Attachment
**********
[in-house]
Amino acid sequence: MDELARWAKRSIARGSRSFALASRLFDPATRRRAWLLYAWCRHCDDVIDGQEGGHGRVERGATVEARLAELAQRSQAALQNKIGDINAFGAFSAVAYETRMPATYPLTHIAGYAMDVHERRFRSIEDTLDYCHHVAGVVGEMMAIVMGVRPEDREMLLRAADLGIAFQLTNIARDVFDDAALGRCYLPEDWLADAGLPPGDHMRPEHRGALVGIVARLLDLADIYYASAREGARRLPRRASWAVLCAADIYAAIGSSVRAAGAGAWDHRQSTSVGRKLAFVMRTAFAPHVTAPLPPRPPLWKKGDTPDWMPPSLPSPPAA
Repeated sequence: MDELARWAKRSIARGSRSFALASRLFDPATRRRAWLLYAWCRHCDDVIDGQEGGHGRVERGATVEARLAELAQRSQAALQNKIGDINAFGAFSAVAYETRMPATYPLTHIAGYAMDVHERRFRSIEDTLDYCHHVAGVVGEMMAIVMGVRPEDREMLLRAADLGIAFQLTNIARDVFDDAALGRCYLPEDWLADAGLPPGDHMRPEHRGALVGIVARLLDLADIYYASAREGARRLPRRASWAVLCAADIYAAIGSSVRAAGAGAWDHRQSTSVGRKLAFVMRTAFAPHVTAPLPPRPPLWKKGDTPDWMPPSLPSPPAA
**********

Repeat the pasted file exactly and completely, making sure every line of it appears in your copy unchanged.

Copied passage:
[in-house]
Amino acid sequence: MDELARWAKRSIARGSRSFALASRLFDPATRRRAWLLYAWCRHCDDVIDGQEGGHGRVERGATVEARLAELAQRSQAALQNKIGDINAFGAFSAVAYETRMPATYPLTHIAGYAMDVHERRFRSIEDTLDYCHHVAGVVGEMMAIVMGVRPEDREMLLRAADLGIAFQLTNIARDVFDDAALGRCYLPEDWLADAGLPPGDHMRPEHRGALVGIVARLLDLADIYYASAREGARRLPRRASWAVLCAADIYAAIGSSVRAAGAGAWDHRQSTSVGRKLAFVMRTAFAPHVTAPLPPRPPLWKKGDTPDWMPPSLPSPPAA
Repeated sequence: MDELARWAKRSIARGSRSFALASRLFDPATRRRAWLLYAWCRHCDDVIDGQEGGHGRVERGATVEARLAELAQRSQAALQNKIGDINAFGAFSAVAYETRMPATYPLTHIAGYAMDVHERRFRSIEDTLDYCHHVAGVVGEMMAIVMGVRPEDREMLLRAADLGIAFQLTNIARDVFDDAALGRCYLPEDWLADAGLPPGDHMRPEHRGALVGIVARLLDLADIYYASAREGARRLPRRASWAVLCAADIYAAIGSSVRAAGAGAWDHRQSTSVGRKLAFVMRTAFAPHVTAPLPPRPPLWKKGDTPDWMPPSLPSPPAA